|Moorman, Thomas - Tom|
Submitted to: Journal of Environmental Quality
Publication Type: Peer Reviewed Journal
Publication Acceptance Date: 7/8/1998
Publication Date: N/A
Interpretive Summary: The effect of farming practices on water quality has become a great public concern over the past 10 years. There are many perceptions about the potential role of different farming practices on surface and ground water quality and the atmospheric transport of agricultural chemicals from farming to non-farming regions. Unfortunately, there is little information nthat has been collected from a number of farms within a watershed to bette understand the impact of farming on water quality. The watershed selected was the Walnut Creek watershed located just south of Ames, Iowa, in an area that is characterized by gently rolling fields and poorly drained soils. This study began in 1991 with the installation of a series of monitoring equipment to measure the flow of water in different segments of the water cycle and the amount of herbicides and nitrate-nitrogen being transported by the water. There are several different segments of this study to evaluate water quality because of the complexity of the problem. We found that farming practices have changed from 1991 through 1995 in terms of a reduction in corn herbicide use even though the area in corn has not increased. There has been a reduction in the amount of tillage that farmers do because of the changes in the planting equipment used for soybean production. Farming practices are dynamic and assumed to have a large role in nonpoint source pollution. These results define for the first time the complexities of farm practices within an area and provide a common basis for decision making by farmers and policy-makers.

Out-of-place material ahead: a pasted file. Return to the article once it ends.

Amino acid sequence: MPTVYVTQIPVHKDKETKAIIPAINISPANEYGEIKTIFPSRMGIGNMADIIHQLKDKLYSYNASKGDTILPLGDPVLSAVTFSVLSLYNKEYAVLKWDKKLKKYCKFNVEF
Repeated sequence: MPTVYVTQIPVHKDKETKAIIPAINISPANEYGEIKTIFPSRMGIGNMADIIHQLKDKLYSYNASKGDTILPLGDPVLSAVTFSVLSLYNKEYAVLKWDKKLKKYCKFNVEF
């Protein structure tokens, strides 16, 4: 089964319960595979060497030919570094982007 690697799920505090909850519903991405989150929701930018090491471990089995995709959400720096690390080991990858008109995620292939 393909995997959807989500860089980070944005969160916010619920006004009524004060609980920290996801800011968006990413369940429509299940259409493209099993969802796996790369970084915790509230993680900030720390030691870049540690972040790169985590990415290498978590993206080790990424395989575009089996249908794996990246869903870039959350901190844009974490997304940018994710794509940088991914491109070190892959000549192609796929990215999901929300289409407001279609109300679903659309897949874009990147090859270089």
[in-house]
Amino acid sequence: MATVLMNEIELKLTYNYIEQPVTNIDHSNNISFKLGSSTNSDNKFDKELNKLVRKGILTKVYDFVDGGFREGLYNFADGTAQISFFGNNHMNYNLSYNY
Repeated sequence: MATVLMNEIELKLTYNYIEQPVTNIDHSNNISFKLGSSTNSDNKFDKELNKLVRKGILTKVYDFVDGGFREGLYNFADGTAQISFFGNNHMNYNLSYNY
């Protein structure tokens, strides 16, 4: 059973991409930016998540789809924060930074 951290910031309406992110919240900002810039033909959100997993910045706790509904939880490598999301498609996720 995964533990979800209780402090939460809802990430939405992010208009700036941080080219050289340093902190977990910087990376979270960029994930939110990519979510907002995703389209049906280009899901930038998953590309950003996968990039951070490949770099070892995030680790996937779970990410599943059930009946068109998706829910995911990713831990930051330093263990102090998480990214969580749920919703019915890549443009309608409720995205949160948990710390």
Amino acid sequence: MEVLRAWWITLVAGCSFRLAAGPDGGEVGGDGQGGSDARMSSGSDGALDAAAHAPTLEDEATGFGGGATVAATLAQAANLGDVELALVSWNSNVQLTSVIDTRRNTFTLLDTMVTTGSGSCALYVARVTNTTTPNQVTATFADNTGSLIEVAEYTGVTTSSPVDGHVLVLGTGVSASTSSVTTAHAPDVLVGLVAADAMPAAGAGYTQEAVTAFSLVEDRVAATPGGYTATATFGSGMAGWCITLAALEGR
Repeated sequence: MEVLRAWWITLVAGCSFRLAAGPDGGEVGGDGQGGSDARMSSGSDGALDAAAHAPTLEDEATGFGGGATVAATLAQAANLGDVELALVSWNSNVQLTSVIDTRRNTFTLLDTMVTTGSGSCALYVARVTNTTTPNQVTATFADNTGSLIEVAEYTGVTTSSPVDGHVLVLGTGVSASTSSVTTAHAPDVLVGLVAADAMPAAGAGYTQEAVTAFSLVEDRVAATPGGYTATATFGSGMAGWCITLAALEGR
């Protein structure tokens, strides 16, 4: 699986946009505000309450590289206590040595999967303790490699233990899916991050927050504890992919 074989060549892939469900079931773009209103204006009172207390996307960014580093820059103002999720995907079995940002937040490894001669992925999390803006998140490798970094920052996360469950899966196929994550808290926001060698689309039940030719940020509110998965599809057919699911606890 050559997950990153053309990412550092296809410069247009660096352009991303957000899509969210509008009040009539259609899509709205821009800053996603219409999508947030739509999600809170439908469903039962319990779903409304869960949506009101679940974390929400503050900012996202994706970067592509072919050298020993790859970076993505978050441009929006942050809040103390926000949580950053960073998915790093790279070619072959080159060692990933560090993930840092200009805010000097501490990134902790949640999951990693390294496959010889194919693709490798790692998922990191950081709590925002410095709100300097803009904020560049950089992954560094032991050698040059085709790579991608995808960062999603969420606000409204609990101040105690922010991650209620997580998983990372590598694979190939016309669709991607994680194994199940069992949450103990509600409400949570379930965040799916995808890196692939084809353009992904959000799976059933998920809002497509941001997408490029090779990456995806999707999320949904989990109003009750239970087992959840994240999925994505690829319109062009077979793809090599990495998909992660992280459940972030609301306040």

Technical Abstract: Nonpoint source pollution has been linked to agricultural practices; however, there is a need for quantitative information describing the effect of specific farming practices on ground and surface water quality. Lack of information of the integrated effect of farming practices at the watershed scale limits our ability to make decisions about the effect of potential changes in either farming practices or landscape management that would enhance water quality. A multidisciplinary study was designed to evaluate the effect of farming practices on subsurface drainage, surface runoff, stream discharge, ground water, volatilization, and soil processes that influence water quality. Walnut Creek watershed is a 5130 ha intensively-cropped area in central Iowa on the Des Moines Lobe landform region. Soils within the watershed are in the Clarion-Nicollet-Webster soil association, and the underlying surficial material is glacial till. These soils are high in organic matter and have a high water holding capacity. Land use within the watershed is predominantly corn-soybean rotation. Fertilizer use, herbicide application, tillage practices, and crop selection were obtained through surveys of each field operator. Atrazine, cyanazine, EPTC, and metolachlor are the primary herbicides used within the watershed at rates similar to those for the state. Nitrogen fertilizer was applied as anhydrous ammonia on 60 percent of the corn fields at an average rate of 153 kg ha**-1 for the 1991-1994 period, but the frequency of corn fields receiving less than 112 kg ha**-1 has increased. Changes show that farming practices are continuing to change as farmers reduce herbicide, fertilizer, and tillage inputs.